Your writing and art are amazing, I feel so honored you're following me :) and haha the breakfast was really delicious, you should make it too :)) have a lovely week! x

    1. I wonder, could these two versions of yourself be spilling over into your photography? Do you find that your photos are emanating from the more controlled you, possibly reducing their approachability? I’m asking this because I know you’ve expressed displeasure with your photography lately, and the divergence between your two ‘selves’ seems to be an important part of this post.

      1. I love your thoughtful comments, Josh! I’ve never thought of it, you’re asking very interesting questions. Maybe they do come from a more controlled ‘me’ since I subconsciously think “it’ll be published on Facebook, it has to be somehow presentable” – so I decided to stop sharing most of my stuff there, giving me space to experiment, maybe the rawer ‘me’ will emerge in my photography eventually, just like in the last two blogposts :) time will show us, I guess.
        Have a wonderful week and take care! :)

    1. It’s always a relief to know you have people you can count on. Both those pictures of you are great in their own way. It’s possible, like you said, to have all these different people inside you, from the quiet introspective one to the glamed-up party girl (or artsy girl). I think it’s what makes us interesting as human beings.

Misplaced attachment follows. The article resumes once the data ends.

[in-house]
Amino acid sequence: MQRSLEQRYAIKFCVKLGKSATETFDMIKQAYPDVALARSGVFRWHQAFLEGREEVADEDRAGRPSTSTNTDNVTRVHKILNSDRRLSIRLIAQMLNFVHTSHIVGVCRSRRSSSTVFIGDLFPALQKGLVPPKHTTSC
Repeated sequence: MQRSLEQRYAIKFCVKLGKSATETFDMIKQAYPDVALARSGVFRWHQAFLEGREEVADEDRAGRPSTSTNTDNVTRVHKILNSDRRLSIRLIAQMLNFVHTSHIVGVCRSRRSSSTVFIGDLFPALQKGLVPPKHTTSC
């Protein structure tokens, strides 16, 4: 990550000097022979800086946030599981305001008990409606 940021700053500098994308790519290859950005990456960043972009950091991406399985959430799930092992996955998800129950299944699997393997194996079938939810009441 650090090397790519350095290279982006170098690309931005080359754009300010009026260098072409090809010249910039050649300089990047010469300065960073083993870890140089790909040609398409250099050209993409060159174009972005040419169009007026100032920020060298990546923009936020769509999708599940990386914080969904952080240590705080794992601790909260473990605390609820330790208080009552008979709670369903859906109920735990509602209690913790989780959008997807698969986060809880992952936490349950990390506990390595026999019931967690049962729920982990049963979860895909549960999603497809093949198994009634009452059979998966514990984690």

1. Thank you, Arielle! <3 yes, though it's a bit awkward sharing your first crisis when you haven't known each other for so long - kinda like the first step for a deeper connection or something? I hope you get what I mean :D
        and yeah, it's really fascinating that we have all those different aspects of ourselves in us. I think the interesting thing that day was that even though I wasn't putting a mask on when I made myself more presentable, it felt a bit fake (and thus uncomfortable) since my unglamorous me has fit so perfectly and felt natural. Like normally it's vice-versa, I feel uncomfortable when people see me "the way I woke up" :D

    1. Sorry to hear you had a breakdown…As for the pics, as usual, you’re lovely. But I like the smiling, more approachable-looking one better.

      1. Thank you for your kind feedback! :) haha when I saw the laughing one, my first reaction was “oh my god, I look so horrible” – but then I realised that it’s not as bad as I thought and I came to like what was captured :)

        1. Glad you do. Most of the time, I don’t like seeing myself in pics, and definitely not online, so I really choose what I share, he he…

          Insecurity is really something everyone must work on, methinks.

    1. The essence of your beauty, captured in photograph!

    1. I love your self portraits. Cosigning on how awkward it can be to have someone watch. Haha I can’t even bear to have almost anyone there except for my kids! Lol

      1. Thank you so much, Cara <3 haha you gradually get used to it, though!
        Happy New Year to you and your lovely family! <3